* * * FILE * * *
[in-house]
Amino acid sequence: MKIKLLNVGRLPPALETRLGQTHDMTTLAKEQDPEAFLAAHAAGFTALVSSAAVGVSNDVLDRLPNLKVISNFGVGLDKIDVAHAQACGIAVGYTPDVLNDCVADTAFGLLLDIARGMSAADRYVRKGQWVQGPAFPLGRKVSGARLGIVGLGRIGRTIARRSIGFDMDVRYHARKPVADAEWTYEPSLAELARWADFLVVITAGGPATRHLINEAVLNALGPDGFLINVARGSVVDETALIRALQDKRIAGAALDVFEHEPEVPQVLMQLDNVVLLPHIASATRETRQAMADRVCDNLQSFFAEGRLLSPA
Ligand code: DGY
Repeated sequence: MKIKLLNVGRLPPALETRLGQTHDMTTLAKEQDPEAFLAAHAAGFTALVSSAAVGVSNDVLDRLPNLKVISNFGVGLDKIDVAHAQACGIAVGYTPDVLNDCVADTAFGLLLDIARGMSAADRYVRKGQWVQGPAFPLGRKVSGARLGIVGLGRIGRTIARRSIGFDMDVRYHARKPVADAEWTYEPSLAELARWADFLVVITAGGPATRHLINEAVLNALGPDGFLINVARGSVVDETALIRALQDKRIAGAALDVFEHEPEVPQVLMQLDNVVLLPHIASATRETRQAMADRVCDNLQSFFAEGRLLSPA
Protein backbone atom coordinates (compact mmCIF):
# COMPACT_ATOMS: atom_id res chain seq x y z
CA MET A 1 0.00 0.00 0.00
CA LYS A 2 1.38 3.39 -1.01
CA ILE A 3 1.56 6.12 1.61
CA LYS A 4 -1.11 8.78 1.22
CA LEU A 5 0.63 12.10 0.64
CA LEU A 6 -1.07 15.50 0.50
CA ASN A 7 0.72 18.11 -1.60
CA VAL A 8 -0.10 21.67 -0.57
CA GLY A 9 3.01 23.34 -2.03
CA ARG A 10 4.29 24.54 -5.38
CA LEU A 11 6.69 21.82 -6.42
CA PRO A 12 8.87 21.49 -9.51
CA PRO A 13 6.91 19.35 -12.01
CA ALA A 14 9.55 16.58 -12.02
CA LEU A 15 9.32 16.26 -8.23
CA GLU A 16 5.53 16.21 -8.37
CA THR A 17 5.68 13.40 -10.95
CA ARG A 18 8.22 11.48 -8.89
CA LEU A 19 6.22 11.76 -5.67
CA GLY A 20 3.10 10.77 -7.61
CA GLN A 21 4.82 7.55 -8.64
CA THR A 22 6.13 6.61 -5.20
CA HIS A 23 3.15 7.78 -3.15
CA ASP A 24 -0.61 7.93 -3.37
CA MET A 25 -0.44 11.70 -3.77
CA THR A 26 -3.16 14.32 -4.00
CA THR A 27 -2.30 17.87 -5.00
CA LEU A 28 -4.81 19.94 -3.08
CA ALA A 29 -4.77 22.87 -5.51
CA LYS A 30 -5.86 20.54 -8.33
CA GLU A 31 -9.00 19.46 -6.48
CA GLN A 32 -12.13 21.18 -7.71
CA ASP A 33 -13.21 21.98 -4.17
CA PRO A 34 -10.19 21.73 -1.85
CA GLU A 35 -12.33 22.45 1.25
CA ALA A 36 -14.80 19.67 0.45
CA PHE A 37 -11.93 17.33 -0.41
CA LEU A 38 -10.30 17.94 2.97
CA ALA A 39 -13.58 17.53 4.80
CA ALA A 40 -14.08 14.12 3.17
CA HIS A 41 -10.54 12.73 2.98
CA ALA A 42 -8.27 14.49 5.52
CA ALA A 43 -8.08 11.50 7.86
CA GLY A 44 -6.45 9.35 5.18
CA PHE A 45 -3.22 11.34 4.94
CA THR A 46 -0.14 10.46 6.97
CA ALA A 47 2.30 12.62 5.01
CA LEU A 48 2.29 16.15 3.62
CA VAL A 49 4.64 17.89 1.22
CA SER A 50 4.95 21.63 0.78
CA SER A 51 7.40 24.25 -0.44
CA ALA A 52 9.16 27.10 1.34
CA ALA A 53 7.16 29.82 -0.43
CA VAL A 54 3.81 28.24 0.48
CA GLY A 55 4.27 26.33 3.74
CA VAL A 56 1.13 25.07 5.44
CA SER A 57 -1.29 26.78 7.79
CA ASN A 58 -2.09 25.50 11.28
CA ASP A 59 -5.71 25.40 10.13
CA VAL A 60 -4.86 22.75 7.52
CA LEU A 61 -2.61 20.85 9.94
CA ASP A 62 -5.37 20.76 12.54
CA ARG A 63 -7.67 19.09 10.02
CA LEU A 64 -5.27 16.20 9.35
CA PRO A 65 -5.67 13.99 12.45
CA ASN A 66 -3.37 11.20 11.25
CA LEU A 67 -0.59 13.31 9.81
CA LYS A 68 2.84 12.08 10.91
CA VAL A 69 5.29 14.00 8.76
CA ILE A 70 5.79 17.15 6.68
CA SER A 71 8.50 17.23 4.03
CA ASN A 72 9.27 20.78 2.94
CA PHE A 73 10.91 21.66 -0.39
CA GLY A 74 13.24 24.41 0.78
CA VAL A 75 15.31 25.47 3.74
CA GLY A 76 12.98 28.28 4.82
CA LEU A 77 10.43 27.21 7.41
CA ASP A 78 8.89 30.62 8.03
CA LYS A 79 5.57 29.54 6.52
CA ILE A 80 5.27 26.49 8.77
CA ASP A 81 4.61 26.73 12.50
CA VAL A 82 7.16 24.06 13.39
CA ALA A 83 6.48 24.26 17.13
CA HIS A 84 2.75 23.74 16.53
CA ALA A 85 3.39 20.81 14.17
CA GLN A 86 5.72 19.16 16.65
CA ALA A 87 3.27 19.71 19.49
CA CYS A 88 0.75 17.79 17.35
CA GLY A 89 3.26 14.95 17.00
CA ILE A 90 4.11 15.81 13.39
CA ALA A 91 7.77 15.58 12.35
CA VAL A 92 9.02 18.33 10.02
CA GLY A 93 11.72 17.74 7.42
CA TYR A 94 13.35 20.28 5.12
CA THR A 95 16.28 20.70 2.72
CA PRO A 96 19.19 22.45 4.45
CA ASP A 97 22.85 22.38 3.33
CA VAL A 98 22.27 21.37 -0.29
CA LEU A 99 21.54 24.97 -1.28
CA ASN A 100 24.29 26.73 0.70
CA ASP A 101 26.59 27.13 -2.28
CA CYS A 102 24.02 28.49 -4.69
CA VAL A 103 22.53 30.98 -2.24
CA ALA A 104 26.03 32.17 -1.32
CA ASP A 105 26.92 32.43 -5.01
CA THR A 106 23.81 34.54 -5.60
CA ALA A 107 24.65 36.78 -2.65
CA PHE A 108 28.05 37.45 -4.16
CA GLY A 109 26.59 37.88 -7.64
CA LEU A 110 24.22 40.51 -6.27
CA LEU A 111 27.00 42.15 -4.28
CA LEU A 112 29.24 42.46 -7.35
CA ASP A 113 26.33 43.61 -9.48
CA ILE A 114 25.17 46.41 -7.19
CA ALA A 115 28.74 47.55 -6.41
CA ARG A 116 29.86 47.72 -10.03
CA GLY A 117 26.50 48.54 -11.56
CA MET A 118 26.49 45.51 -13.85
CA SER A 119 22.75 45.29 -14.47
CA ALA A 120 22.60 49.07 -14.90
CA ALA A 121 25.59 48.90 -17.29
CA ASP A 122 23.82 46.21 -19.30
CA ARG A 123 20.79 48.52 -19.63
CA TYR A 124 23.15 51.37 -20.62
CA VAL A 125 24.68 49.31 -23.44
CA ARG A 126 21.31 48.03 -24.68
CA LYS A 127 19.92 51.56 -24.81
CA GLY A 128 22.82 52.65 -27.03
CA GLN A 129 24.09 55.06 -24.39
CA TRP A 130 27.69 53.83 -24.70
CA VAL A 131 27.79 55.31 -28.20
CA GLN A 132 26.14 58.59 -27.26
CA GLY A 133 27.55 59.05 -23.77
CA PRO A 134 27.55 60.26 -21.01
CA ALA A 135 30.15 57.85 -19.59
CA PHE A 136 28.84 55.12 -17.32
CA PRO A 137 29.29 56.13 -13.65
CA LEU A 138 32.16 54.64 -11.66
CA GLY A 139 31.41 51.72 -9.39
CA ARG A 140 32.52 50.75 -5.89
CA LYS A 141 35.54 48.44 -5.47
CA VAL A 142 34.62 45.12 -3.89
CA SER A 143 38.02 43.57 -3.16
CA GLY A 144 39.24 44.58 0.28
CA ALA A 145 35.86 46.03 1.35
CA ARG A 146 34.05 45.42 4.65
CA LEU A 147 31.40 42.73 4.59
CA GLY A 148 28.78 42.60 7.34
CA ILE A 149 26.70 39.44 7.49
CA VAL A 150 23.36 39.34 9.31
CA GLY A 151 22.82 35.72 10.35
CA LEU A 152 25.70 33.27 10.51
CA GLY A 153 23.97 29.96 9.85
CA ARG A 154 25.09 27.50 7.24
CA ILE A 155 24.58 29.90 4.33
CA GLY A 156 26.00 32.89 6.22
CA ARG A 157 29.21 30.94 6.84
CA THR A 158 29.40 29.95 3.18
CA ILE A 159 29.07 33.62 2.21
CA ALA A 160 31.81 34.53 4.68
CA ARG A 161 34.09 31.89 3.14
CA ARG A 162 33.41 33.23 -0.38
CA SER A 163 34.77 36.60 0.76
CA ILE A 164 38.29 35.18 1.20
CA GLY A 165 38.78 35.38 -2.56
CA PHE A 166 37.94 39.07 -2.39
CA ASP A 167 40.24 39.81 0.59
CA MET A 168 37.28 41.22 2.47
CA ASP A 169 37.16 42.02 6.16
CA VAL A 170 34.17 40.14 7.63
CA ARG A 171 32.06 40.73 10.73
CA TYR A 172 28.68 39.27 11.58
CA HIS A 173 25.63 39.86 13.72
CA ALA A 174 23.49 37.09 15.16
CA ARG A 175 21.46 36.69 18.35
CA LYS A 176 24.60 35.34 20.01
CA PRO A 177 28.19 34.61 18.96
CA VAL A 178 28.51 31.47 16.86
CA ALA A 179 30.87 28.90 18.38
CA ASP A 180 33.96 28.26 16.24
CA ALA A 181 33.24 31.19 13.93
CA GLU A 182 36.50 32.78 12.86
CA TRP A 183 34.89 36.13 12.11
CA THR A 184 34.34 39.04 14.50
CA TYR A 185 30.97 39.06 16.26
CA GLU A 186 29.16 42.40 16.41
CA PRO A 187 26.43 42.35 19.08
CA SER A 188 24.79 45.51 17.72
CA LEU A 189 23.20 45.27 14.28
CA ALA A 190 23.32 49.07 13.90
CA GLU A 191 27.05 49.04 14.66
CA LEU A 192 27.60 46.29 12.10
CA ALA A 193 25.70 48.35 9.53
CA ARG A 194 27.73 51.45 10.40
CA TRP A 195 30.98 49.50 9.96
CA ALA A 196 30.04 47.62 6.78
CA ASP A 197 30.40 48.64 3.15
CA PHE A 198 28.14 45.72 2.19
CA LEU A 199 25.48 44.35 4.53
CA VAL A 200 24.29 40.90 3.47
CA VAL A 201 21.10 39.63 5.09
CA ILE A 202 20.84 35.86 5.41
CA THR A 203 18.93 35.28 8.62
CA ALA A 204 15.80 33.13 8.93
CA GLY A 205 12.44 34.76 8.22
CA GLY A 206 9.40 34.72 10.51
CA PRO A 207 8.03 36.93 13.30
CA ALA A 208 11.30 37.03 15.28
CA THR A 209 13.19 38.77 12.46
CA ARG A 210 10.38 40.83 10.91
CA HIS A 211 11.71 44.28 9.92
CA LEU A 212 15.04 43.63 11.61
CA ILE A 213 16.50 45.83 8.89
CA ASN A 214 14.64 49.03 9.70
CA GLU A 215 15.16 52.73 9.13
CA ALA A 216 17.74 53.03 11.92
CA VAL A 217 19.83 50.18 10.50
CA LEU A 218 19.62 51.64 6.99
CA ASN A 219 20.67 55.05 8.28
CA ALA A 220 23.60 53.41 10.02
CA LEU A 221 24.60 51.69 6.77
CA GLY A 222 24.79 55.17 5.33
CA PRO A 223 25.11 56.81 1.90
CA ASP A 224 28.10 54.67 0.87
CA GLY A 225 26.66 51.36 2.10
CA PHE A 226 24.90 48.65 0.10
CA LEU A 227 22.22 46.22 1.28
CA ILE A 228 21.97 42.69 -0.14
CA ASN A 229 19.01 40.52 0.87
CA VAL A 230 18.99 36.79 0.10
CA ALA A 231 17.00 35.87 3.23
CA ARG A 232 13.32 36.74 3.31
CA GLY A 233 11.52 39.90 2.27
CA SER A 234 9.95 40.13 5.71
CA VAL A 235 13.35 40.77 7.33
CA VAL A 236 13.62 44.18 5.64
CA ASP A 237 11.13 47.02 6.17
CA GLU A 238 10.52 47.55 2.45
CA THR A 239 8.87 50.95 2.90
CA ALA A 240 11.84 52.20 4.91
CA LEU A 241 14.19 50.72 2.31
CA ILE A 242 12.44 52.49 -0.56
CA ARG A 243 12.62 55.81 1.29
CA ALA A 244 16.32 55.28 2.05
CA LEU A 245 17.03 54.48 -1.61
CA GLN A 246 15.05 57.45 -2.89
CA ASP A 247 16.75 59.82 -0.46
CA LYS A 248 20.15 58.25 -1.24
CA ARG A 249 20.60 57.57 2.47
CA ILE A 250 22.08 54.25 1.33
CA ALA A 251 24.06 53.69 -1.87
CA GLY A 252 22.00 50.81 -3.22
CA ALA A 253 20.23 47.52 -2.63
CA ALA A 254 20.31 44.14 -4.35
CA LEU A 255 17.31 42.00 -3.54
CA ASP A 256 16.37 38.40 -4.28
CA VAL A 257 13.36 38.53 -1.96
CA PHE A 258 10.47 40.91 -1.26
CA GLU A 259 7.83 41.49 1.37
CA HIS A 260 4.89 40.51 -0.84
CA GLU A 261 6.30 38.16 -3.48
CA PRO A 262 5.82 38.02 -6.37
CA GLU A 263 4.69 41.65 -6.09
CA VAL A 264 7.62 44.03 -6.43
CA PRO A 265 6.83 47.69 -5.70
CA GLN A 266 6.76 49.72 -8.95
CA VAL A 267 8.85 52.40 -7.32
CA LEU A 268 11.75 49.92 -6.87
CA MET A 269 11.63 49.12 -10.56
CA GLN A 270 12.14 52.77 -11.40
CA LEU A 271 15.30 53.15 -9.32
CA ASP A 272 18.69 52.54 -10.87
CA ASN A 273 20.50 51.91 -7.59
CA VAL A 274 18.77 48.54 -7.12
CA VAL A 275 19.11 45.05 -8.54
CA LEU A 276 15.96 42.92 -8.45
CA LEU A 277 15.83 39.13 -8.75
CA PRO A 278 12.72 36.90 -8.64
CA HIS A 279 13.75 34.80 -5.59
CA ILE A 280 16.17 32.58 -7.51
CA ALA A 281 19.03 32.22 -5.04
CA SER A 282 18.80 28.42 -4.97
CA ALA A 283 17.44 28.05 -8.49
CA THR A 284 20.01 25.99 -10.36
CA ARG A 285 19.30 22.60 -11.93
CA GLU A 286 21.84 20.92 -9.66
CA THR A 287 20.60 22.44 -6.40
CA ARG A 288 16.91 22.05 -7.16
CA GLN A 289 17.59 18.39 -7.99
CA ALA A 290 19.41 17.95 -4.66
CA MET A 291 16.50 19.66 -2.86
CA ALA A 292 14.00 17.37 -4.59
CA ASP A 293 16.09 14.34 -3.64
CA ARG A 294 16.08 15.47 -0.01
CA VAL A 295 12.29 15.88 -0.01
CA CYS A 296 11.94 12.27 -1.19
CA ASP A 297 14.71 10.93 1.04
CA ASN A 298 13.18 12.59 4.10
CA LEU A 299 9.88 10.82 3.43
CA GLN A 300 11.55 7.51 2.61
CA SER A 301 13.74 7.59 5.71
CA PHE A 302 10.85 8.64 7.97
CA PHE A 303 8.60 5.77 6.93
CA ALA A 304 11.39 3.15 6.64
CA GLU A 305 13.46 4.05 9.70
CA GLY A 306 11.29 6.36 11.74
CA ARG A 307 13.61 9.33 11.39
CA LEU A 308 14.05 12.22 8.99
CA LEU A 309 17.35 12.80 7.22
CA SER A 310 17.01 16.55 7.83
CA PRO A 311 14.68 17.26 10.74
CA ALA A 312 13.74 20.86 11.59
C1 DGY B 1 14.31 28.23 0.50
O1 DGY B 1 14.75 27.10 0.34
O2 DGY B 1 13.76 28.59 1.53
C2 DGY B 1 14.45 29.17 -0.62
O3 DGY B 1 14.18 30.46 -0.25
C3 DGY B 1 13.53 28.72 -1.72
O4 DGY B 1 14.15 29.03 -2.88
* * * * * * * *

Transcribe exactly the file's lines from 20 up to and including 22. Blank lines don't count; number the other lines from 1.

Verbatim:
CA ALA A 14 9.55 16.58 -12.02
CA LEU A 15 9.32 16.26 -8.23
CA GLU A 16 5.53 16.21 -8.37